Cost, Leadtime and Sustainability of Face-to-Face and Internet Focus Groups
The traditional approach to focus groups involves recruiting participants in locations representative of the target market, hiring facilities in each location, and traveling to each location to interview the participants. The alternative Internet approach, on the other hand, uses either instant messaging or a bulletin board to interview the participants. This article will compare and contrast these two methods from a cost, leadtime and environmental sustainability standpoint.
Let’s pick a typical example where a single moderator based in Chicago will run multiple focus groups in three cities, Chicago, New York and Los Angeles. Using the traditional approach, the respondents for the study are recruited using email or mail or telephone. The moderator runs the first groups in Chicago, then flies to New York for the second group, and then travels on to Los Angeles for the third group.
Figure 1: Cost comparison of alternative focus group methods.
Cost, leadtime and sustainability of traditional method
To estimate the cost of the traditional approach, we will assume that the 10 participants in each group are paid $100 each for their time. The cost of recruiting is $2000. We will assume that each participant is paid $100 for their time so the cost of incentives is $3000 for all three cities. The moderator is paid $6000 for her services including the time spent traveling. The room rental is $600 in each city for a total of $1800. The moderator’s travel costs are $2000 for airfare, $900 for hotels, $400 for car rental and $500 for meals. The total cost of running three traditional focus groups in this example is $16,600.
Using this approach we will assume that the Chicago group is Monday, Tuesday is a travel day, New York is Wednesday and Los Angeles on Thursday. The transcript would typically be available by Tuesday of the following week and the moderator would prepare the final report by Friday. So the report is available nine days after the project started.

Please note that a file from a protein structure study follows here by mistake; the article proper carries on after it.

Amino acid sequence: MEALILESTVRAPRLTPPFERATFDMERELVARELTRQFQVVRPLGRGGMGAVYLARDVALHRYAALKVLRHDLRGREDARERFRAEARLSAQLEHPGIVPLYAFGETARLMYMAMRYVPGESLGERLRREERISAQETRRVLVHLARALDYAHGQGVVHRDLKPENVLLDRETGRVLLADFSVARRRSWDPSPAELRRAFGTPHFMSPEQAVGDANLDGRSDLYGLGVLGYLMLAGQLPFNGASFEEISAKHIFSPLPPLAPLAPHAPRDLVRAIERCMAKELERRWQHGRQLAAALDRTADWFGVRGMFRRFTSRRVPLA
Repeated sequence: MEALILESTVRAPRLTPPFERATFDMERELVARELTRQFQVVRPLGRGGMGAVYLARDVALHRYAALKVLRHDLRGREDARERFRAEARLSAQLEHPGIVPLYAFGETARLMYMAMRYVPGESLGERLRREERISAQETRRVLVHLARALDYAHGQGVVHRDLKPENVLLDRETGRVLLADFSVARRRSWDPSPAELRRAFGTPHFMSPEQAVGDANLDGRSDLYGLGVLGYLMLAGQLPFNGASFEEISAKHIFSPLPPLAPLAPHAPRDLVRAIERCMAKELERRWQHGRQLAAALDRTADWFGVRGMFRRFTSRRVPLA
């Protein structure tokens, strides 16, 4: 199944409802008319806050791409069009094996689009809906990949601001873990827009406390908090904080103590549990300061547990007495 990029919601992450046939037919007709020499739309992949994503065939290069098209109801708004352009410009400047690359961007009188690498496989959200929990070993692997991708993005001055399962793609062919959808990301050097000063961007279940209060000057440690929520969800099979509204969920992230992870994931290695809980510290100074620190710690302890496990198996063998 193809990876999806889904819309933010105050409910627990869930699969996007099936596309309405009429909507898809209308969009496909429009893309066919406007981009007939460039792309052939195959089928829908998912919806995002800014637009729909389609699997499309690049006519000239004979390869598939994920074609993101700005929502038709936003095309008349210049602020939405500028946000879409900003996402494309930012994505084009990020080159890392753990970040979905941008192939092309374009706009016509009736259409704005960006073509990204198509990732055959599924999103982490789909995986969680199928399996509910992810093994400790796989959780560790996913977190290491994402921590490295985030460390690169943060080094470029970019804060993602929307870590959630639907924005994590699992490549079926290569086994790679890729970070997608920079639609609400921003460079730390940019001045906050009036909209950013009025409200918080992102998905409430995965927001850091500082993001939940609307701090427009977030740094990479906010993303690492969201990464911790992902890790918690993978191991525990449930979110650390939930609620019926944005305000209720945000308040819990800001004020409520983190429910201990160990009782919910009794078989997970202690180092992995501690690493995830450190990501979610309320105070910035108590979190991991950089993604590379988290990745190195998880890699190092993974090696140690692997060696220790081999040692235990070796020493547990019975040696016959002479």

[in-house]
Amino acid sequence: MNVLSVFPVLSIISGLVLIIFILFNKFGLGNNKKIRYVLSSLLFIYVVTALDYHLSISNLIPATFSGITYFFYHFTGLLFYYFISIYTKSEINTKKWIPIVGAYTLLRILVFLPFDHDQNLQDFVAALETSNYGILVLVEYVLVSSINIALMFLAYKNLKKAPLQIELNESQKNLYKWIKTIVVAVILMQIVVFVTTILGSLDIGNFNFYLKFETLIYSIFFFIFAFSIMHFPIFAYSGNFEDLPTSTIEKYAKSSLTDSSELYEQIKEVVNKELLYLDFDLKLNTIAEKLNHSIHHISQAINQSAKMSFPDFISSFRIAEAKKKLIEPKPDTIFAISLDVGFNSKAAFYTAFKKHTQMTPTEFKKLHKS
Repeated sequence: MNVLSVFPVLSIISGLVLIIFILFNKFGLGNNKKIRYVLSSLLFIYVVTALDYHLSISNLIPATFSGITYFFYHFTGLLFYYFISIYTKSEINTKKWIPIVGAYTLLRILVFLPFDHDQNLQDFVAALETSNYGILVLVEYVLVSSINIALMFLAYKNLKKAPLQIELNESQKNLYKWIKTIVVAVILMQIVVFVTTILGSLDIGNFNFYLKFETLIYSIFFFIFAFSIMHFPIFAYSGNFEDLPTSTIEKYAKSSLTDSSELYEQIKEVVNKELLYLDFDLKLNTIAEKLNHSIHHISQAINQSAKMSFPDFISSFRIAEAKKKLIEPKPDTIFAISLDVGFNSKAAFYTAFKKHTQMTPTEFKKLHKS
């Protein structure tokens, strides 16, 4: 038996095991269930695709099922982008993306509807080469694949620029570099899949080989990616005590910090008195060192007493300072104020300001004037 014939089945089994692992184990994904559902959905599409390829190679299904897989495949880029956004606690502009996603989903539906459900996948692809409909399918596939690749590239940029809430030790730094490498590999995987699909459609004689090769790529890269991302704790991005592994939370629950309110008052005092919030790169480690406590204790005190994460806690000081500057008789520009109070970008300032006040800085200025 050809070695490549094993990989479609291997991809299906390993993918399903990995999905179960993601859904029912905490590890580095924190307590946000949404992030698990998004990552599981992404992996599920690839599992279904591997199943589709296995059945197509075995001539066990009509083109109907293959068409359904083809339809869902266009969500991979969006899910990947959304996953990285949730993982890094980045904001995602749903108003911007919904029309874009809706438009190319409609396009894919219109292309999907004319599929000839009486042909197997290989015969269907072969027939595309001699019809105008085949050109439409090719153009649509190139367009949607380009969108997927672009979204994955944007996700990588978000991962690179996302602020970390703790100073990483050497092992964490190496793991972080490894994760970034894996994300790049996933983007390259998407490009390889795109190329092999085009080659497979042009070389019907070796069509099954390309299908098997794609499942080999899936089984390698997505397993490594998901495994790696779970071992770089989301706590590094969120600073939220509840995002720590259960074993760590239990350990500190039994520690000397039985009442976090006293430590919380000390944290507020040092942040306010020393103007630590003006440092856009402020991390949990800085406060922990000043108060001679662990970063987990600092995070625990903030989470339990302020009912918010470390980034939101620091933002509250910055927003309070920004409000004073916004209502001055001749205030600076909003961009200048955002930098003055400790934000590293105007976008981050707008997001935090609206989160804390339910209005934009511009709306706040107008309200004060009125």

Figure 2: Leadtime to when results are available comparison of alternative focus group methods
Now let’s look at the carbon footprint of the traditional face-to-face focus group approach. The moderator travels 713 air miles from Chicago to New York, 2451 miles from New York to Los Angeles and 1745 miles from Los Angeles to Chicago for a total of 4909 miles. A common rule of thumb is that one-passenger mile is responsible for 0.23 kg of carbon dioxide emitted into the atmosphere so the total impact of air travel is 1129 kg.
Let’s assume that the moderator drives 150 miles in each city for a total of 450 miles and that each participant drives 50 miles roundtrip to reach the session for total of 1500 miles. One gallon of gasoline generates about 9 kg of emissions and if we assume the cars get 20 miles per gallon each mile of driving will produce 0.45 kg. The total driving distance of 1950 miles is multiplied by 0.45 kg, resulting in 877.5 kg of carbon emitted.